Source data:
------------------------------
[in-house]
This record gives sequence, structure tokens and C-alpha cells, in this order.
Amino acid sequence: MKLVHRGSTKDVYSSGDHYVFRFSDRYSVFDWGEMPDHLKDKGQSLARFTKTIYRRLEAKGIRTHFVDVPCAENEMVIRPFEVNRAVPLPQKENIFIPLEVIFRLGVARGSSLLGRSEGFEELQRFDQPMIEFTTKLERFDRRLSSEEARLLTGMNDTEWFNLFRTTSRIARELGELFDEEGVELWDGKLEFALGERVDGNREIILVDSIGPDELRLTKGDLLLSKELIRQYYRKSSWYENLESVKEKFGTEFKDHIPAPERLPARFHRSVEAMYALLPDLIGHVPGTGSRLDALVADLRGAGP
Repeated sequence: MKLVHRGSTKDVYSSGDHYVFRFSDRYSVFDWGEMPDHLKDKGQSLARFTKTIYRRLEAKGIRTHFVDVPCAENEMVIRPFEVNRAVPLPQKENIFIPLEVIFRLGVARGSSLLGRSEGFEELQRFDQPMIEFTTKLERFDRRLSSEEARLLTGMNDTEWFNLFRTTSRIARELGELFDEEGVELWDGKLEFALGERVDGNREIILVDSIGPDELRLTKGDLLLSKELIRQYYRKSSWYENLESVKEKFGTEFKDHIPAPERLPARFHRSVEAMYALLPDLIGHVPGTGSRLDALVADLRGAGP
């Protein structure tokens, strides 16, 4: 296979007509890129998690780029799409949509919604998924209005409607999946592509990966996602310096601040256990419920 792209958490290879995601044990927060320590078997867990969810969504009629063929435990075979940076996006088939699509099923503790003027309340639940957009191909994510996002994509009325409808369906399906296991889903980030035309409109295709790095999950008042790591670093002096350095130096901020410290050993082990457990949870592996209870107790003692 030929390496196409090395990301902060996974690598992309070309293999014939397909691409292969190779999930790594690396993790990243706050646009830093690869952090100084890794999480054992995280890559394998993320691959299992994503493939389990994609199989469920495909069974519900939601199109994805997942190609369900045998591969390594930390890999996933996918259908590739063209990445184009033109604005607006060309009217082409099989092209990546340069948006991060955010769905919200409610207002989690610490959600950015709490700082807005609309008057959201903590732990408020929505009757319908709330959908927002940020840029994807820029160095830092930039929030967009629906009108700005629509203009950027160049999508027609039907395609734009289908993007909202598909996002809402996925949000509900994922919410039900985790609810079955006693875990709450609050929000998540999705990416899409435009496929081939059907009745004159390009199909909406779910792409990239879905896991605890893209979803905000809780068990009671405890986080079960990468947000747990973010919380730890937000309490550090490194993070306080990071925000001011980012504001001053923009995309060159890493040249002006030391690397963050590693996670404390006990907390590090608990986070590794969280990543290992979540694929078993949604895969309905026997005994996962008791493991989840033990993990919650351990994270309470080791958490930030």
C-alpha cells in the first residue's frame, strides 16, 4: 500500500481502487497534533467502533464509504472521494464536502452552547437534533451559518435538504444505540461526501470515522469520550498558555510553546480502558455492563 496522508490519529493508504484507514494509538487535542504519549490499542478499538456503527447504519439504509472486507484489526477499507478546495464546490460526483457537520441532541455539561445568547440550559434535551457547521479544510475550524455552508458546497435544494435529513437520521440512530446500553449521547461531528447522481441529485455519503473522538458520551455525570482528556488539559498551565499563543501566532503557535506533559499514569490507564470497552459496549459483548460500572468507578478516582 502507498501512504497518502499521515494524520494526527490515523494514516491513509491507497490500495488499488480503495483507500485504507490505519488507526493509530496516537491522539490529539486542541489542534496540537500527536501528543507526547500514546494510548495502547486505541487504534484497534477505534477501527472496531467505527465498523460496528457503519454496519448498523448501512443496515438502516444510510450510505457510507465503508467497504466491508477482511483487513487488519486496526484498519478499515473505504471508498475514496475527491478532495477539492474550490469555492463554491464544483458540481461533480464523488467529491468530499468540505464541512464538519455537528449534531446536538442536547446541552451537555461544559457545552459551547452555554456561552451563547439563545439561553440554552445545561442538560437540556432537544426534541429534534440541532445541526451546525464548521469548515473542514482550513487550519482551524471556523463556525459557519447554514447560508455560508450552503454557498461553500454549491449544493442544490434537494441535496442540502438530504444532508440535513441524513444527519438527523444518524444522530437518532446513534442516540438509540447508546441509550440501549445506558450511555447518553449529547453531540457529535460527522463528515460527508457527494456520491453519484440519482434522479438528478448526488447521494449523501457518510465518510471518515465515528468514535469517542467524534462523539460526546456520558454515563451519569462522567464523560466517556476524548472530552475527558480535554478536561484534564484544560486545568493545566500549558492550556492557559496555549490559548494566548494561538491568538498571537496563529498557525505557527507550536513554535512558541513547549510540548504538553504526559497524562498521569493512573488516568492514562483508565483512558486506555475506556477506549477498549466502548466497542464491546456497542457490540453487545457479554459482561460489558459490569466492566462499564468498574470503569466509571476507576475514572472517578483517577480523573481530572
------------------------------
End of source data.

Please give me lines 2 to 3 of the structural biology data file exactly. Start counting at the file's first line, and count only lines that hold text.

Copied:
This record gives sequence, structure tokens and C-alpha cells, in this order.
Amino acid sequence: MKLVHRGSTKDVYSSGDHYVFRFSDRYSVFDWGEMPDHLKDKGQSLARFTKTIYRRLEAKGIRTHFVDVPCAENEMVIRPFEVNRAVPLPQKENIFIPLEVIFRLGVARGSSLLGRSEGFEELQRFDQPMIEFTTKLERFDRRLSSEEARLLTGMNDTEWFNLFRTTSRIARELGELFDEEGVELWDGKLEFALGERVDGNREIILVDSIGPDELRLTKGDLLLSKELIRQYYRKSSWYENLESVKEKFGTEFKDHIPAPERLPARFHRSVEAMYALLPDLIGHVPGTGSRLDALVADLRGAGP